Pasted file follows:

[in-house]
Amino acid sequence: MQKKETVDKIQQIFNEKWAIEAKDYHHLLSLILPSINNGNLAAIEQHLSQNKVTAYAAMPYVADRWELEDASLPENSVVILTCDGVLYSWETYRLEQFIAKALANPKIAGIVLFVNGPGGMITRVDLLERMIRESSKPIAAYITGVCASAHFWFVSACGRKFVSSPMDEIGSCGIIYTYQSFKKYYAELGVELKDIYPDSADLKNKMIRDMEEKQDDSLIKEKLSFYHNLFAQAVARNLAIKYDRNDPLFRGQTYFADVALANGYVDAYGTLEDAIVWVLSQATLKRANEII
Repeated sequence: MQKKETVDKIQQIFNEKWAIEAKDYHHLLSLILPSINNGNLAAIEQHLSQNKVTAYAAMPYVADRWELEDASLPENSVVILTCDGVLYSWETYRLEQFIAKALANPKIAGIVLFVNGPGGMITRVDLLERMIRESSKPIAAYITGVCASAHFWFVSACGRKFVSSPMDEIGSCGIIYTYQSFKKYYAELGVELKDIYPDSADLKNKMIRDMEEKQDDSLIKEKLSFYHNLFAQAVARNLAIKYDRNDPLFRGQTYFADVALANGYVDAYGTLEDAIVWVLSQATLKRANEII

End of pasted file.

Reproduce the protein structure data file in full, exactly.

[in-house]
Amino acid sequence: MQKKETVDKIQQIFNEKWAIEAKDYHHLLSLILPSINNGNLAAIEQHLSQNKVTAYAAMPYVADRWELEDASLPENSVVILTCDGVLYSWETYRLEQFIAKALANPKIAGIVLFVNGPGGMITRVDLLERMIRESSKPIAAYITGVCASAHFWFVSACGRKFVSSPMDEIGSCGIIYTYQSFKKYYAELGVELKDIYPDSADLKNKMIRDMEEKQDDSLIKEKLSFYHNLFAQAVARNLAIKYDRNDPLFRGQTYFADVALANGYVDAYGTLEDAIVWVLSQATLKRANEII
Repeated sequence: MQKKETVDKIQQIFNEKWAIEAKDYHHLLSLILPSINNGNLAAIEQHLSQNKVTAYAAMPYVADRWELEDASLPENSVVILTCDGVLYSWETYRLEQFIAKALANPKIAGIVLFVNGPGGMITRVDLLERMIRESSKPIAAYITGVCASAHFWFVSACGRKFVSSPMDEIGSCGIIYTYQSFKKYYAELGVELKDIYPDSADLKNKMIRDMEEKQDDSLIKEKLSFYHNLFAQAVARNLAIKYDRNDPLFRGQTYFADVALANGYVDAYGTLEDAIVWVLSQATLKRANEII